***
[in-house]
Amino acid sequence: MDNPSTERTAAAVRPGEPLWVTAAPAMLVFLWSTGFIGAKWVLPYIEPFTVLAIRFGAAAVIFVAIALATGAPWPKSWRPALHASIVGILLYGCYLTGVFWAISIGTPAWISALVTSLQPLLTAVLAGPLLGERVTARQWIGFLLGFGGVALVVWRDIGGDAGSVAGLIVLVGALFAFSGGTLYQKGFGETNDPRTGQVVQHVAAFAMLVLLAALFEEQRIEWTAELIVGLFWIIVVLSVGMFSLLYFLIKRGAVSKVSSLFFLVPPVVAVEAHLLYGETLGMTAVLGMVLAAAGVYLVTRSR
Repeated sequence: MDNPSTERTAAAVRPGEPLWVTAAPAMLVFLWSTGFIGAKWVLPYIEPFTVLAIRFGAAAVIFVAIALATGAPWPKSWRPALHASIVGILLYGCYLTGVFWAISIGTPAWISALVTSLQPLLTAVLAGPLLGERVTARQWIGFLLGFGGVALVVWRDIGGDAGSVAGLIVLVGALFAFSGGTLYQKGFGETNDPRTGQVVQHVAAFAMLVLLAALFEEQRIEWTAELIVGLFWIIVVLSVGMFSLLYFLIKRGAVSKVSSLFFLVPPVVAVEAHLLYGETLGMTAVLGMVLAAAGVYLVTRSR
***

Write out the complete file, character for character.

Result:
[in-house]
Amino acid sequence: MDNPSTERTAAAVRPGEPLWVTAAPAMLVFLWSTGFIGAKWVLPYIEPFTVLAIRFGAAAVIFVAIALATGAPWPKSWRPALHASIVGILLYGCYLTGVFWAISIGTPAWISALVTSLQPLLTAVLAGPLLGERVTARQWIGFLLGFGGVALVVWRDIGGDAGSVAGLIVLVGALFAFSGGTLYQKGFGETNDPRTGQVVQHVAAFAMLVLLAALFEEQRIEWTAELIVGLFWIIVVLSVGMFSLLYFLIKRGAVSKVSSLFFLVPPVVAVEAHLLYGETLGMTAVLGMVLAAAGVYLVTRSR
Repeated sequence: MDNPSTERTAAAVRPGEPLWVTAAPAMLVFLWSTGFIGAKWVLPYIEPFTVLAIRFGAAAVIFVAIALATGAPWPKSWRPALHASIVGILLYGCYLTGVFWAISIGTPAWISALVTSLQPLLTAVLAGPLLGERVTARQWIGFLLGFGGVALVVWRDIGGDAGSVAGLIVLVGALFAFSGGTLYQKGFGETNDPRTGQVVQHVAAFAMLVLLAALFEEQRIEWTAELIVGLFWIIVVLSVGMFSLLYFLIKRGAVSKVSSLFFLVPPVVAVEAHLLYGETLGMTAVLGMVLAAAGVYLVTRSR